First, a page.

Updated Washington Driver Guide now available online and in licensing offices

February 20, 2019

Washington Driver GuideAn updated version of the Washington Driver Guide, which outlines the rules for Washington’s roads and highways, is now online and available for download in seven languages. Hard copies are available in field offices across the state.

All versions of the guide are free.

The guide’s first revision since July 2017 adds new material on, among other things, safely exiting a vehicle; work zones; railroad crossings and the Emergency Notification System (ENS); bicycle boxes and safety; and ferry holding lanes.

You’ll also find information about REAL ID, a federal law that goes into effect on Oct. 1, 2020. As of that date, a standard driver license will no longer allow a person to travel by plane or access certain federal facilities. Learn more about REAL ID and what you’ll need.

The Department of Licensing periodically works with state, federal, and local partners to develop the driver guide, which is used by licensing offices and driver training schools as part of curriculum and testing. It’s a great resource not only for aspiring drivers, but also for long-licensed residents seeking a refresher or clarification on evolving traffic laws.

The guide covers a wide variety of topics, regulations, and signage that drivers need to be aware of in order to safely and legally operate a motor vehicle in the state.

“Careful attention to our driving actions and decisions is critical to making our roads safe for everyone,” DOL Director Teresa Berntsen writes in the guide, noting that motor vehicle crashes are the leading cause of death for 16- to 25-year-olds in the state. “The rules and best practices in this guide are proven tactics to save lives.”

To support DOL’s ongoing efforts to make Washington’s roads safer, Berntsen encourages readers to learn about Target Zero, the state’s ambitious traffic safety plan. The goal of the campaign is to reduce the number of traffic fatalities and serious injuries on Washington’s roadways to zero by 2030.

For that to happen, new and established drivers alike will need to lead the way. It starts with knowing the rules of the road, eliminating distractions, and patience and consideration behind the wheel.

To help, DOL offers a wealth of information on its website. You’ll find practice driver tests in English and Spanish, as well as step-by-step instructions for getting a license.

The latest version of the Washington Driver Guide features cover scenery from the Columbia River Gorge and is available in English, Spanish, Chinese (traditional), Korean, Russian, Vietnamese, and Japanese. There are separate guides for motorcycle and sidecar use and commercial drivers.


Drivers need to put down their phones and drive or risk being fined under new law

July 20, 2017

New Distracted Driving Law

Effective July 23, , Washington drivers will not be permitted to hold or operate hand-held electronic devices while they are driving. Use of devices such as cell phones, tablets, video-games and laptops to text, access information, take pictures and talk, even while stopped in traffic, is prohibited under the Driving Under the Influence of Electronics (DUIE) Act. “Hands-free” devices such as mounted dashboard screens and Bluetooth can be used legally, but only with a single touch to start use.

*Exemptions include drivers using a personal electronic device to contact emergency services; certain transit employees and commercial drivers (within the scope of their employment) and drivers operating authorized emergency vehicles.

In the U.S., distracted driving caused 3,477 traffic deaths in 2015, a 9 percent increase from the year before, and “a deadly epidemic,” according to the National Safety Council. According to the Washington Traffic Safety Commission (WTSC), 71 percent of distracted drivers are engaging in the most dangerous distraction, using their cell phones behind the wheel. The new law in Washington is part of Target Zero, a statewide initiative to reduce traffic fatalities and serious injuries on Washington’s roadways to zero by the year 2030.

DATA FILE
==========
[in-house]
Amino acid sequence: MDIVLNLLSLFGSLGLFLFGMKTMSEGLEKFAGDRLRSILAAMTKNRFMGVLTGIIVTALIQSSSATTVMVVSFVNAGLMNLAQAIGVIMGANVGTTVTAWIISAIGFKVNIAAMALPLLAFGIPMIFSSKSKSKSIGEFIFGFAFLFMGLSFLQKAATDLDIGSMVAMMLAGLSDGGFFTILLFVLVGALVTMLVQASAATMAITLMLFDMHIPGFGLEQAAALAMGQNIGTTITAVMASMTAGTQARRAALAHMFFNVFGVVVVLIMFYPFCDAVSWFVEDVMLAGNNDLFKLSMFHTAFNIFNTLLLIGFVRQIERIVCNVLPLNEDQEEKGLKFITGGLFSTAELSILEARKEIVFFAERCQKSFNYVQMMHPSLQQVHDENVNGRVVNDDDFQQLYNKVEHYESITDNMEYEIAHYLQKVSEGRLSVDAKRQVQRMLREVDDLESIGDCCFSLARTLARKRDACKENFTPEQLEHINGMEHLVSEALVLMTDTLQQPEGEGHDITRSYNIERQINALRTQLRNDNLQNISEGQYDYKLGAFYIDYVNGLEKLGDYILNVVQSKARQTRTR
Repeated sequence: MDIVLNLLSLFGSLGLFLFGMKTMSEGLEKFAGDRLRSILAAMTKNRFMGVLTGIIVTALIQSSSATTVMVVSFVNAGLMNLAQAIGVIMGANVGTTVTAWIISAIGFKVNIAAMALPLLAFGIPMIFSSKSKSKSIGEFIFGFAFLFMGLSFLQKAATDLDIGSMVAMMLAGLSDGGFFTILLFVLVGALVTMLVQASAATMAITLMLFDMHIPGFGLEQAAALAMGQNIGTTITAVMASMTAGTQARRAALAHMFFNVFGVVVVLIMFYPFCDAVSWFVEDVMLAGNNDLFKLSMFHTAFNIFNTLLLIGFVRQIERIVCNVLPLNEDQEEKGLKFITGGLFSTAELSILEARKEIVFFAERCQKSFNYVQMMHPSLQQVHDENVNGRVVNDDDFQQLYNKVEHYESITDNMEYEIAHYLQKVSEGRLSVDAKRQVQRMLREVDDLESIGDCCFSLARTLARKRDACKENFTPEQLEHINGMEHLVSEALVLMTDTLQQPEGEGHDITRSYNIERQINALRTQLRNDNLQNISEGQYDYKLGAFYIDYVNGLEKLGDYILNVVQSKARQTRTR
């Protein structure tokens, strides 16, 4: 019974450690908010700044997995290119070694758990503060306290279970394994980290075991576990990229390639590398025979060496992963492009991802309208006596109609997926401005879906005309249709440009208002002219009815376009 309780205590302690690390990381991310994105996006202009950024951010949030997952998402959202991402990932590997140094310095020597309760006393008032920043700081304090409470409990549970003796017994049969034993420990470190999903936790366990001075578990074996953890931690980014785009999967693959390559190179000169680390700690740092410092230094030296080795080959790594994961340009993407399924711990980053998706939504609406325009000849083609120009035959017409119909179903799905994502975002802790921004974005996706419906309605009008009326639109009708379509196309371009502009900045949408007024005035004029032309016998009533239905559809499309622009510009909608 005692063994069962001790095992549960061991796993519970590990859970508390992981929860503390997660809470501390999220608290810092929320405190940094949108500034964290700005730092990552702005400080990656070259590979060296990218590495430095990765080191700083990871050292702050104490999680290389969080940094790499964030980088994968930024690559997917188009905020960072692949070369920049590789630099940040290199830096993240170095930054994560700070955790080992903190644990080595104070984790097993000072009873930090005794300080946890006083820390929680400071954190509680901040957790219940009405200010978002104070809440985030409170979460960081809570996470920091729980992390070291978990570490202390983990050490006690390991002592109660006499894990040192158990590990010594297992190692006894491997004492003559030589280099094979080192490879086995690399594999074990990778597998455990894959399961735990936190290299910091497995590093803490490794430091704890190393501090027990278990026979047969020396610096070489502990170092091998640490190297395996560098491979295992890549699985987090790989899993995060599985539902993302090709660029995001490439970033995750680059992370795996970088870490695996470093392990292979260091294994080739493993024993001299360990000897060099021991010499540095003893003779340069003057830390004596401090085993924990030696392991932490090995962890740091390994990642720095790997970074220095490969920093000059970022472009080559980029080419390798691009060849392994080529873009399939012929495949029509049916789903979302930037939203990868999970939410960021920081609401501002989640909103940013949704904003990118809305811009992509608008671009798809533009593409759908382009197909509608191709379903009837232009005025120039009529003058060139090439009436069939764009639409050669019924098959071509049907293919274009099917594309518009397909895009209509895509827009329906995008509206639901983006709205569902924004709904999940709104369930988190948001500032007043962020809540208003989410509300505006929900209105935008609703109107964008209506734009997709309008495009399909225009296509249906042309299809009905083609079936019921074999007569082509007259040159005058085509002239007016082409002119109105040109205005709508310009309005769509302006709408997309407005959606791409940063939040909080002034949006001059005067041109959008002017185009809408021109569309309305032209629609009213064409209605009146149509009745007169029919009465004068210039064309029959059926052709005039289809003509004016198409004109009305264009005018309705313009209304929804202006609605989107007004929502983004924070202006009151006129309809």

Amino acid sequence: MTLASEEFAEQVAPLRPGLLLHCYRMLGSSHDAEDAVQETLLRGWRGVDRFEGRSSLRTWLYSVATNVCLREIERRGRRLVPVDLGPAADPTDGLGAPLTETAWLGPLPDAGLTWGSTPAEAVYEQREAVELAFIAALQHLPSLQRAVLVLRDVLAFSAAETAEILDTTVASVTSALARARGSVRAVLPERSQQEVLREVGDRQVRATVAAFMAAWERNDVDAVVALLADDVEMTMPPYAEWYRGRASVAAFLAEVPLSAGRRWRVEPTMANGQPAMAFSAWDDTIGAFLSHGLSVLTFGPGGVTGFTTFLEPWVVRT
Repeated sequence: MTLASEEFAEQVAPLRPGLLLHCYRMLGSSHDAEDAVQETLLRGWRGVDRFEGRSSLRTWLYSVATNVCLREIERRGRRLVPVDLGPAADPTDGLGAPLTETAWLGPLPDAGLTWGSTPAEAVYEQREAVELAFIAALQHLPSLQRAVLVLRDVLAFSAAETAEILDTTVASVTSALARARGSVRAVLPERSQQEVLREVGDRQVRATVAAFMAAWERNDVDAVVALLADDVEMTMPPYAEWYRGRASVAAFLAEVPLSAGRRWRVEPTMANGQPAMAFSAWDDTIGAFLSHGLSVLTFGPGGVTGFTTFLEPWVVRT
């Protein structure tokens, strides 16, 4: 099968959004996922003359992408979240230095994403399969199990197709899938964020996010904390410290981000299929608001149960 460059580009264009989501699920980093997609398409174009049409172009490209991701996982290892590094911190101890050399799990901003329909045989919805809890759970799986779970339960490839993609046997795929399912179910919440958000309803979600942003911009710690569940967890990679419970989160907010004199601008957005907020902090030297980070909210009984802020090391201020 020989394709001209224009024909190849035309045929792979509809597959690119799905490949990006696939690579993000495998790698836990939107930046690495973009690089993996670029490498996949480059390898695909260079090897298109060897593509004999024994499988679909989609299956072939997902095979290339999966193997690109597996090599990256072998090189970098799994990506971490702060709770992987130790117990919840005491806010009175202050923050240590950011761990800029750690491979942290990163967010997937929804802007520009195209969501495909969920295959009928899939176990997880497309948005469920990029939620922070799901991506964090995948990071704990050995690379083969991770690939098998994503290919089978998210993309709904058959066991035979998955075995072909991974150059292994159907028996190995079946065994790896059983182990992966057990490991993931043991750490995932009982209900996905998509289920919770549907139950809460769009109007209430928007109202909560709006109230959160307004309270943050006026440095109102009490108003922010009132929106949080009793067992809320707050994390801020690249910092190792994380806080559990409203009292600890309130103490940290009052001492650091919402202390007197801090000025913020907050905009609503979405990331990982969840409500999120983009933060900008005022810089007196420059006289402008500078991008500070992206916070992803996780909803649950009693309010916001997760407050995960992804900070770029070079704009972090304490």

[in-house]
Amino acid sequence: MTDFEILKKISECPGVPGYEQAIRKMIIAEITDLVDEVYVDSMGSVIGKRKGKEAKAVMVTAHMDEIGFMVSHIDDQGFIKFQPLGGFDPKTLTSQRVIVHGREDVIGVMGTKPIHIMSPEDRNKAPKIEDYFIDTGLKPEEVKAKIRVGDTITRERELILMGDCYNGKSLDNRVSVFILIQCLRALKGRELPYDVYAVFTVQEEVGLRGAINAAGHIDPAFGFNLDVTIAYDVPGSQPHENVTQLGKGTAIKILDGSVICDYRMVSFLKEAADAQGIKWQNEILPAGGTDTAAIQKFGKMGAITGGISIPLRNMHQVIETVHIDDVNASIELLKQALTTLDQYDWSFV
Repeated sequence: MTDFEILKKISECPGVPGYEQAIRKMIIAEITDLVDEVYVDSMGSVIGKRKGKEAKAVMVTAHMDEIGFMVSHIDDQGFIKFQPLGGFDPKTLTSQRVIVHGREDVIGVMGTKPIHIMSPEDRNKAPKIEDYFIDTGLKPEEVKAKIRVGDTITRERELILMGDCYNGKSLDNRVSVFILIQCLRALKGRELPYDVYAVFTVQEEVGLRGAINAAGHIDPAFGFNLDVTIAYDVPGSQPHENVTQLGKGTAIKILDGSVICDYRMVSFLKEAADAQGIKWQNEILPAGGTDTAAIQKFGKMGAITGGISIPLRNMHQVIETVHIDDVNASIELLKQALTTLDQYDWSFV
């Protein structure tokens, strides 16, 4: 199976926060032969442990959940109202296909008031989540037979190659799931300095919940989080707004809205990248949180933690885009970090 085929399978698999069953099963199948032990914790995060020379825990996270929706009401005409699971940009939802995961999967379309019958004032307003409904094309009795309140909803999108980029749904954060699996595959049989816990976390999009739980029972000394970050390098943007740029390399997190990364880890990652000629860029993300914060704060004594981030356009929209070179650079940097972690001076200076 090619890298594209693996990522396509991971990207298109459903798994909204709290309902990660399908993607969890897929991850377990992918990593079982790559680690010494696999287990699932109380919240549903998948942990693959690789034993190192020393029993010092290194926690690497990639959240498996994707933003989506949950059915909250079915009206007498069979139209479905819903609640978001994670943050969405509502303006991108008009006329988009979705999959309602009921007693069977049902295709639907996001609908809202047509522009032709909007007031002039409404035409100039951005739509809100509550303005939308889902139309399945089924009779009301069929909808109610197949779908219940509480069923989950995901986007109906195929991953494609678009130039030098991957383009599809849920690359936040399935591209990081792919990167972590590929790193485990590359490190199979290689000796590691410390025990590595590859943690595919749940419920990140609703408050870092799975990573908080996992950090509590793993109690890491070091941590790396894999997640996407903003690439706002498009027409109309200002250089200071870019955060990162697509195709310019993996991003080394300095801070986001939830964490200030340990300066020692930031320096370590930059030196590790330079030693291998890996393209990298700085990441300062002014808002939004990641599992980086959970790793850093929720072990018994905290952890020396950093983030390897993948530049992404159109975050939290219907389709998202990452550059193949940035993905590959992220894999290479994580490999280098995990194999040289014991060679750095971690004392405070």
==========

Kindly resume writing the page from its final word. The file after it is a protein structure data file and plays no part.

Currently, texting or holding a cellphone to the ear while driving carries a fine of $124 in Washington State. Starting July 23, using a hand-held device while driving will be considered a primary offense and law enforcement will be issuing fines $136-$234 to violators. In addition, a citation will be added to your driving record and reported to insurance providers. You can also receive a $99 ticket for other types of distractions such as grooming, smoking, eating, or reading if the activity interferes with safe driving, and you are pulled over for another traffic offense.

The WTSC recommends the following tips for complying with the new law:

  1. Turn off your phone and put it in the glove box
  2. If you’re a passenger, hold the driver’s phone
  3. Don’t text or call a friend or loved one if you know they are driving
  4. If using GPS on your phone, plug in the address before you start the car and use a mounted phone holder
  5. Talk to family members (especially teen drivers) about the risks of cell phone use. Model responsible behavior by not using your phone while in the car

For more information about the new law visit http://www.wadrivetozero.com/distracted-driving.


New web tool helps consumers identify vehicle safety recalls

December 5, 2016

The National Highway Traffic Safety Administration reports that vehicle recalls are at an all-time high, meaning millions of unfixed and unsafe vehicles are on the road.

NHTSA’s new online search tool lets you enter a Vehicle Identification Number (VIN) to quickly learn if a specific vehicle has not been repaired as part of a safety recall in the last 15 years.

You can find NHTSA’s new VIN search tool at www.safercar.gov/VIN.

NHTSA stresses that vehicles in need of safety-related repairs should be fixed as soon as possible, and that doing so could save lives.


May is Motorcycle Safety Awareness Month

May 11, 2016

motorcycle safety transit ad

Rising temperatures in our state mean an increasing number of motorcycle riders will be out on our roads. These riders can be difficult to see on busy roads because of their smaller size and profile. Motorists should take an extra moment to look twice. A second look can save a motorcyclist’s life.

May is nationally recognized as Motorcycle Safety Awareness Month to bring attention to motorcycle safety. In 2015, 72 riders lost their lives in motorcycle collisions. That’s 72 people who went for a ride and did not make it home.